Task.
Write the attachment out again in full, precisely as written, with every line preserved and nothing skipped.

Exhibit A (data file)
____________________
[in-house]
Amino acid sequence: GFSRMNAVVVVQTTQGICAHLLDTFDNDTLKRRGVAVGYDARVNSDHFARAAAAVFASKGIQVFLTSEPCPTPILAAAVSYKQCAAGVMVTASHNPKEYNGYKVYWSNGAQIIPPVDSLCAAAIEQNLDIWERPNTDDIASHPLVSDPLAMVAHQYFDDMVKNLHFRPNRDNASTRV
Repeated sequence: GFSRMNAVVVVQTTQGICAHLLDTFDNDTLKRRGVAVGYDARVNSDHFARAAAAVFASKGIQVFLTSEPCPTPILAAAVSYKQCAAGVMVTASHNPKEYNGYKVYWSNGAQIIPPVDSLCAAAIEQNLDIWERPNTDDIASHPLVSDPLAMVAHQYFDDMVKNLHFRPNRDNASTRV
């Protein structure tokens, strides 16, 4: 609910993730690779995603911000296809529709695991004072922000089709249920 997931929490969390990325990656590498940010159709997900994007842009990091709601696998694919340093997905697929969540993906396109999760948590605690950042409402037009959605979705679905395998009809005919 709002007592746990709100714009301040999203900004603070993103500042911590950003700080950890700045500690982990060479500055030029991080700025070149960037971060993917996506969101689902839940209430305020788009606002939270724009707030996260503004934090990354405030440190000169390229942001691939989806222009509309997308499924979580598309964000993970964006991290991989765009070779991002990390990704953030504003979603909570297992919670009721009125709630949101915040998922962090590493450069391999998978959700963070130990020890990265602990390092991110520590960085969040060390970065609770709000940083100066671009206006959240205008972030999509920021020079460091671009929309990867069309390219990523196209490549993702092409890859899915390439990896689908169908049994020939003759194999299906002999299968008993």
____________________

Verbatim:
[in-house]
Amino acid sequence: GFSRMNAVVVVQTTQGICAHLLDTFDNDTLKRRGVAVGYDARVNSDHFARAAAAVFASKGIQVFLTSEPCPTPILAAAVSYKQCAAGVMVTASHNPKEYNGYKVYWSNGAQIIPPVDSLCAAAIEQNLDIWERPNTDDIASHPLVSDPLAMVAHQYFDDMVKNLHFRPNRDNASTRV
Repeated sequence: GFSRMNAVVVVQTTQGICAHLLDTFDNDTLKRRGVAVGYDARVNSDHFARAAAAVFASKGIQVFLTSEPCPTPILAAAVSYKQCAAGVMVTASHNPKEYNGYKVYWSNGAQIIPPVDSLCAAAIEQNLDIWERPNTDDIASHPLVSDPLAMVAHQYFDDMVKNLHFRPNRDNASTRV
């Protein structure tokens, strides 16, 4: 609910993730690779995603911000296809529709695991004072922000089709249920 997931929490969390990325990656590498940010159709997900994007842009990091709601696998694919340093997905697929969540993906396109999760948590605690950042409402037009959605979705679905395998009809005919 709002007592746990709100714009301040999203900004603070993103500042911590950003700080950890700045500690982990060479500055030029991080700025070149960037971060993917996506969101689902839940209430305020788009606002939270724009707030996260503004934090990354405030440190000169390229942001691939989806222009509309997308499924979580598309964000993970964006991290991989765009070779991002990390990704953030504003979603909570297992919670009721009125709630949101915040998922962090590493450069391999998978959700963070130990020890990265602990390092991110520590960085969040060390970065609770709000940083100066671009206006959240205008972030999509920021020079460091671009929309990867069309390219990523196209490549993702092409890859899915390439990896689908169908049994020939003759194999299906002999299968008993």